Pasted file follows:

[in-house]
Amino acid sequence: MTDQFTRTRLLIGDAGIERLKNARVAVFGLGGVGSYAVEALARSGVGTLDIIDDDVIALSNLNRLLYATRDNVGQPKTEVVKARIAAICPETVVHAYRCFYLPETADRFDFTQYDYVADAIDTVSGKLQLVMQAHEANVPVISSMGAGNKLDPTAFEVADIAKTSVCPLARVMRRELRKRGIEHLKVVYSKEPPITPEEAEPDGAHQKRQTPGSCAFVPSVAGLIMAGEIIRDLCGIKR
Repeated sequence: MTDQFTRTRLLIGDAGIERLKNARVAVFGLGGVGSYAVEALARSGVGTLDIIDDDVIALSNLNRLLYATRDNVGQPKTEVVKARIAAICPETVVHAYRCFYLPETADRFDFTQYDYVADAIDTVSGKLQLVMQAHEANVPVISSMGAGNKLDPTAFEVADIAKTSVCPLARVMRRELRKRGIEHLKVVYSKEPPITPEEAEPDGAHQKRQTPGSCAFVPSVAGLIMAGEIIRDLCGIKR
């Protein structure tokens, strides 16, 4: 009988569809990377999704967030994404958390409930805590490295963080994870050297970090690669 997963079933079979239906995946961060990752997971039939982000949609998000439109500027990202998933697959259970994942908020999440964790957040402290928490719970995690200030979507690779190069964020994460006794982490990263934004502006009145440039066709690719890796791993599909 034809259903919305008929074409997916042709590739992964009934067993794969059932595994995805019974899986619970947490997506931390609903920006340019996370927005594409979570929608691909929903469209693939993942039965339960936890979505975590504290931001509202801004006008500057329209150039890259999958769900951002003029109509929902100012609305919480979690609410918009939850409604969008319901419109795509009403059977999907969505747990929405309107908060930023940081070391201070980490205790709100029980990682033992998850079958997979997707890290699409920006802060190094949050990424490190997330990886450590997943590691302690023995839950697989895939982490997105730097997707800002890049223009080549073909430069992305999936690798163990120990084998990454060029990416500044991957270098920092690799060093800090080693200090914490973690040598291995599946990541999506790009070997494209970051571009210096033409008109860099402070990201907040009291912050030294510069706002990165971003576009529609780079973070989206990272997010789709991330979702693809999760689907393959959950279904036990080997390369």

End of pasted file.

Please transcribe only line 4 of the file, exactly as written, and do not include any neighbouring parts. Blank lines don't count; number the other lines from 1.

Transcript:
């Protein structure tokens, strides 16, 4: 009988569809990377999704967030994404958390409930805590490295963080994870050297970090690669 997963079933079979239906995946961060990752997971039939982000949609998000439109500027990202998933697959259970994942908020999440964790957040402290928490719970995690200030979507690779190069964020994460006794982490990263934004502006009145440039066709690719890796791993599909 034809259903919305008929074409997916042709590739992964009934067993794969059932595994995805019974899986619970947490997506931390609903920006340019996370927005594409979570929608691909929903469209693939993942039965339960936890979505975590504290931001509202801004006008500057329209150039890259999958769900951002003029109509929902100012609305919480979690609410918009939850409604969008319901419109795509009403059977999907969505747990929405309107908060930023940081070391201070980490205790709100029980990682033992998850079958997979997707890290699409920006802060190094949050990424490190997330990886450590997943590691302690023995839950697989895939982490997105730097997707800002890049223009080549073909430069992305999936690798163990120990084998990454060029990416500044991957270098920092690799060093800090080693200090914490973690040598291995599946990541999506790009070997494209970051571009210096033409008109860099402070990201907040009291912050030294510069706002990165971003576009529609780079973070989206990272997010789709991330979702693809999760689907393959959950279904036990080997390369």